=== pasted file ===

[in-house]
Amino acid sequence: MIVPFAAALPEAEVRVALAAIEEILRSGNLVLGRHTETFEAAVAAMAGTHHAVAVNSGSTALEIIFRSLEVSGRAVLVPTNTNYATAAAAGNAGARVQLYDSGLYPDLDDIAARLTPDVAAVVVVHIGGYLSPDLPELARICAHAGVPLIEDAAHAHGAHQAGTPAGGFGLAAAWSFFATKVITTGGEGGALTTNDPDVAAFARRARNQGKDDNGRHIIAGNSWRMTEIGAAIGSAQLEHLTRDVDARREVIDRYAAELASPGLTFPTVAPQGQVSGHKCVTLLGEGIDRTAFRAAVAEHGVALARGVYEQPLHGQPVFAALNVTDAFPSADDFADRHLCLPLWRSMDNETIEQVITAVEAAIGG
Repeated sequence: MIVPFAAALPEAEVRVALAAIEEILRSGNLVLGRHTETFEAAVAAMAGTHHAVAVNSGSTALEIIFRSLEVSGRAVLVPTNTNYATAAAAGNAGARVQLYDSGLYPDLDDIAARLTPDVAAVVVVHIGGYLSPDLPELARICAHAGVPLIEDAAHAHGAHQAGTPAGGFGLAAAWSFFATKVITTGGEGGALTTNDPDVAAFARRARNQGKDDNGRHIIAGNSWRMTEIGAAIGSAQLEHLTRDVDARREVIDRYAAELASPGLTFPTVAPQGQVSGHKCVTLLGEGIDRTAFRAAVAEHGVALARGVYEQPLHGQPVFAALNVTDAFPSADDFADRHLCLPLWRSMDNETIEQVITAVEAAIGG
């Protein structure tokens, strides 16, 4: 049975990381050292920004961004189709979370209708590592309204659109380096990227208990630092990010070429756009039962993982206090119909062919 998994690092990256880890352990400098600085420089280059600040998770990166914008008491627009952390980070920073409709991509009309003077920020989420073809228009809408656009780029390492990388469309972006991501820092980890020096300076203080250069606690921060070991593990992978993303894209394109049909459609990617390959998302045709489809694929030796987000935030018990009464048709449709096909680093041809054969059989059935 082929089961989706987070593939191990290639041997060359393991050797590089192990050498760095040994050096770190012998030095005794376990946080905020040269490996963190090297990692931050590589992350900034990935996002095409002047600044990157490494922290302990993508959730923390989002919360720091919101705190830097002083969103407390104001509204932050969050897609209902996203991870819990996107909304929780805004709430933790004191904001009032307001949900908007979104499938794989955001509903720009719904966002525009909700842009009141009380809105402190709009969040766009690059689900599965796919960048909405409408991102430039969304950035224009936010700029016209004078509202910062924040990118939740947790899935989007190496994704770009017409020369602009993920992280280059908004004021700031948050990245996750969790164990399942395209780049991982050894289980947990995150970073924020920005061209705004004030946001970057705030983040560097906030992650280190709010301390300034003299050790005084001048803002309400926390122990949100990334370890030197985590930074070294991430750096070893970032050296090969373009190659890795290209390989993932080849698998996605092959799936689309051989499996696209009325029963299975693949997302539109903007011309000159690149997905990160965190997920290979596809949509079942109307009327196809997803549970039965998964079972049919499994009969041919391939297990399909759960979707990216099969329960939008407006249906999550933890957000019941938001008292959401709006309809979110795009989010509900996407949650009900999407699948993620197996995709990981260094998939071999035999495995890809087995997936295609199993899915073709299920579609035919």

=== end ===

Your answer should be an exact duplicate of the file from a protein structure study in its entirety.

[in-house]
Amino acid sequence: MIVPFAAALPEAEVRVALAAIEEILRSGNLVLGRHTETFEAAVAAMAGTHHAVAVNSGSTALEIIFRSLEVSGRAVLVPTNTNYATAAAAGNAGARVQLYDSGLYPDLDDIAARLTPDVAAVVVVHIGGYLSPDLPELARICAHAGVPLIEDAAHAHGAHQAGTPAGGFGLAAAWSFFATKVITTGGEGGALTTNDPDVAAFARRARNQGKDDNGRHIIAGNSWRMTEIGAAIGSAQLEHLTRDVDARREVIDRYAAELASPGLTFPTVAPQGQVSGHKCVTLLGEGIDRTAFRAAVAEHGVALARGVYEQPLHGQPVFAALNVTDAFPSADDFADRHLCLPLWRSMDNETIEQVITAVEAAIGG
Repeated sequence: MIVPFAAALPEAEVRVALAAIEEILRSGNLVLGRHTETFEAAVAAMAGTHHAVAVNSGSTALEIIFRSLEVSGRAVLVPTNTNYATAAAAGNAGARVQLYDSGLYPDLDDIAARLTPDVAAVVVVHIGGYLSPDLPELARICAHAGVPLIEDAAHAHGAHQAGTPAGGFGLAAAWSFFATKVITTGGEGGALTTNDPDVAAFARRARNQGKDDNGRHIIAGNSWRMTEIGAAIGSAQLEHLTRDVDARREVIDRYAAELASPGLTFPTVAPQGQVSGHKCVTLLGEGIDRTAFRAAVAEHGVALARGVYEQPLHGQPVFAALNVTDAFPSADDFADRHLCLPLWRSMDNETIEQVITAVEAAIGG
């Protein structure tokens, strides 16, 4: 049975990381050292920004961004189709979370209708590592309204659109380096990227208990630092990010070429756009039962993982206090119909062919 998994690092990256880890352990400098600085420089280059600040998770990166914008008491627009952390980070920073409709991509009309003077920020989420073809228009809408656009780029390492990388469309972006991501820092980890020096300076203080250069606690921060070991593990992978993303894209394109049909459609990617390959998302045709489809694929030796987000935030018990009464048709449709096909680093041809054969059989059935 082929089961989706987070593939191990290639041997060359393991050797590089192990050498760095040994050096770190012998030095005794376990946080905020040269490996963190090297990692931050590589992350900034990935996002095409002047600044990157490494922290302990993508959730923390989002919360720091919101705190830097002083969103407390104001509204932050969050897609209902996203991870819990996107909304929780805004709430933790004191904001009032307001949900908007979104499938794989955001509903720009719904966002525009909700842009009141009380809105402190709009969040766009690059689900599965796919960048909405409408991102430039969304950035224009936010700029016209004078509202910062924040990118939740947790899935989007190496994704770009017409020369602009993920992280280059908004004021700031948050990245996750969790164990399942395209780049991982050894289980947990995150970073924020920005061209705004004030946001970057705030983040560097906030992650280190709010301390300034003299050790005084001048803002309400926390122990949100990334370890030197985590930074070294991430750096070893970032050296090969373009190659890795290209390989993932080849698998996605092959799936689309051989499996696209009325029963299975693949997302539109903007011309000159690149997905990160965190997920290979596809949509079942109307009327196809997803549970039965998964079972049919499994009969041919391939297990399909759960979707990216099969329960939008407006249906999550933890957000019941938001008292959401709006309809979110795009989010509900996407949650009900999407699948993620197996995709990981260094998939071999035999495995890809087995997936295609199993899915073709299920579609035919």